Her points about the media art world's failure to penetrate the art market and how the pervasiveness of technology itself influences the art world whether it likes it or not are thought-provoking. Difficulties emerge in this essay with hackneyed arguments about how the "soft warmth" of film "feels intimate compared with the cold, hard digital image". This "digital is cold, analog is warm" analogy has been done to death (mostly by lesser writers) and is frankly so purely subjective as to be nearly meaningless. I suppose one could call a Mondrian image "hard" as well (in the visual sense Bishop is getting at), but you could also call it joyous, invigorating, and fun, which are far more flattering adjectives. Bishop also blunders when she gets into talking about code, one of the building blocks of media art. She asserts that code is "inherently alien to human perception", "a garbled recipe of numbers and letters, meaningless to the average viewer". I suppose when I attempt to contemplate the atomic structure of a piece of steel in a Richard Serra sculpture, or ponder what the pigments in a Rembrandt painting are actually made of, that information might be meaningless and alien to my perception too. In the case of Serra, Rembrandt, and all the art I look at, I never consider these things; I think I can safely assume that most other viewers don't either. However, the "digital is cold", "code is alien" biases persist, despite how easily they are revealed to be ridiculous. Based on anecdotal experience, I find that it is also still acceptable to make self-deprecating remarks about not comprehending technology, and somehow being ignorant about media art also creeps into this category of fashionable ignorance.
For as curators Jon Ippolito and Sarah Cook both pointed out in the comments to Bishop's article, it is ultimately a fear of not knowing that drives this continued schism. Ippolito states: "As a fifteen-year curator at the Guggenheim, I recall it took until 2000 for the chief curators to admit that the most interesting thing happening in the art world was video. So, at that rate, the 'mainstream' art world should catch up to the rest of us by 2040." Recently I sat in a room where the director of a major contemporary art centre in Amsterdam referred to a recently-launched online exhibition space as a "new and innovative" concept, revealing a complete ignorance of the entire history of online exhibitions by both major institutions worldwide and independent artists and curators.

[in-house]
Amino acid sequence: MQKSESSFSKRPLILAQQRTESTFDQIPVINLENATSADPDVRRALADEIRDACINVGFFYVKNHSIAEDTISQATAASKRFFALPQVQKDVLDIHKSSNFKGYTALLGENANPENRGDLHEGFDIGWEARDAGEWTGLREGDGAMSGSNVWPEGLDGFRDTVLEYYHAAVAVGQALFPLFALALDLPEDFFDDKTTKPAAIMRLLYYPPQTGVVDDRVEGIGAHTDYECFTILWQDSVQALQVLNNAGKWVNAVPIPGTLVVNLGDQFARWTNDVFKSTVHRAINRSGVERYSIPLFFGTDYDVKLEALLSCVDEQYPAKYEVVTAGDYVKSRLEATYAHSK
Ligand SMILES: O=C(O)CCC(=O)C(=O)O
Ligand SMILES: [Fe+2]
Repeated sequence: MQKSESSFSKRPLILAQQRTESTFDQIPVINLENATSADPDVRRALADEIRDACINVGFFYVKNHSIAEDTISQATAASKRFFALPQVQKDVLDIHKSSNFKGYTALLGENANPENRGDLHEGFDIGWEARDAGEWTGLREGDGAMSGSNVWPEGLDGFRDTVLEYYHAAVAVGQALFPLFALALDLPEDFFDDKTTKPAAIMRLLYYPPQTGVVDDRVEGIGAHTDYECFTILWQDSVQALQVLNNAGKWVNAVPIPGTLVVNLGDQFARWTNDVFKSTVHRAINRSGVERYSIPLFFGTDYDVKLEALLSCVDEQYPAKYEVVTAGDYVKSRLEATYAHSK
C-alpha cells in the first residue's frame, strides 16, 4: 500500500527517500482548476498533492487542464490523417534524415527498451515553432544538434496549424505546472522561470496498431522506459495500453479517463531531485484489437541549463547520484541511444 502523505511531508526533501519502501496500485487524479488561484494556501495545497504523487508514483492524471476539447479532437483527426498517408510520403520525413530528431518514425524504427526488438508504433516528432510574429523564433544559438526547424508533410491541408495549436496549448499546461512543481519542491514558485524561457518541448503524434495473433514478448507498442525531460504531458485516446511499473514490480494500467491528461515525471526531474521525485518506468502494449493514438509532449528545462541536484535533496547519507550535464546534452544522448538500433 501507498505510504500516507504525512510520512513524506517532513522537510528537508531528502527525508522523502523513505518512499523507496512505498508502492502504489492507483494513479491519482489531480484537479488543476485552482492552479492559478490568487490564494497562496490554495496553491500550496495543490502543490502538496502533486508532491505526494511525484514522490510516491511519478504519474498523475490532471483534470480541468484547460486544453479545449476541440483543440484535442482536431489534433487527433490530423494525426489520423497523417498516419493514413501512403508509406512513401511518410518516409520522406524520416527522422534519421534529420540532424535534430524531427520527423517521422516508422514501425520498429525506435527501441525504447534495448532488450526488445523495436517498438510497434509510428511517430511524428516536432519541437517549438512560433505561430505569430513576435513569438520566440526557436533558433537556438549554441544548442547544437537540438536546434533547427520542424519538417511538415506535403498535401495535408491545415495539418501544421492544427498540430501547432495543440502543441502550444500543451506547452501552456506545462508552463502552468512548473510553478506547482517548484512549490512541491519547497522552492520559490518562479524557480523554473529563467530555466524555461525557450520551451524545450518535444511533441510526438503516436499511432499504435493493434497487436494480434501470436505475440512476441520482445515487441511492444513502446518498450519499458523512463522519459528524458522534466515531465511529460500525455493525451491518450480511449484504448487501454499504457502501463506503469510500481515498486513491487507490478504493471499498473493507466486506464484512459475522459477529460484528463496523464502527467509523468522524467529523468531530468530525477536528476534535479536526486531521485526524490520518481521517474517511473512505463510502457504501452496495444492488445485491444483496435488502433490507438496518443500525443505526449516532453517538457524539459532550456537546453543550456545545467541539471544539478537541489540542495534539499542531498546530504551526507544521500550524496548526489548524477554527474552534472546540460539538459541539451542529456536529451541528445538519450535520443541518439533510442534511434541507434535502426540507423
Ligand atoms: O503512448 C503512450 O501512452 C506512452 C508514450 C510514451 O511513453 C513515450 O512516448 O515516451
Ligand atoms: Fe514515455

In Turing-land, we are well-aware of not only the history but the current trends and movements in Duchamp-land; while for the residents of Duchamp-land, it seems nothing exists outside of its borders. And so when Bishop darkly suggests: "At its most utopian, the digital revolution opens up a new dematerialized, deauthored, and unmarketable reality of collective culture; at its worst, it signals the impending obsolescence of visual art itself", I have to ask if that is really the worst case scenario. The worst case would be that the contemporary art world continues to trundle along, appearing to many as though it has completely run out of ideas or, at the very least, is a good forty years behind, instead of taking the opportunity to get to know the richness of the world it is ignoring, and to engage fully with its past, present, and future. The obsolescence of the visual art world could only come about by continuing to view media art as an alien, separate category of art, "cold" and "hard" and governed by some imagined mysteries of computer code, as opposed to viewing it as newly-discovered territory to discover and embrace.
Michelle Kasprzak is a Canadian curator and writer based in Amsterdam. She is a Curator at V2_ Institute for the Unstable Media and the Dutch Electronic Art Festival (DEAF). In 2006 she founded Curating.info, the web's leading resource for curators. She has written critical essays for C Magazine, Volume, Spacing, Mute, and many other media outlets. She is a member of IKT (International Association of Curators of Contemporary Art). She is also Akimblog's European Art + Tech correspondent and can be followed @mkasprzak on Twitter.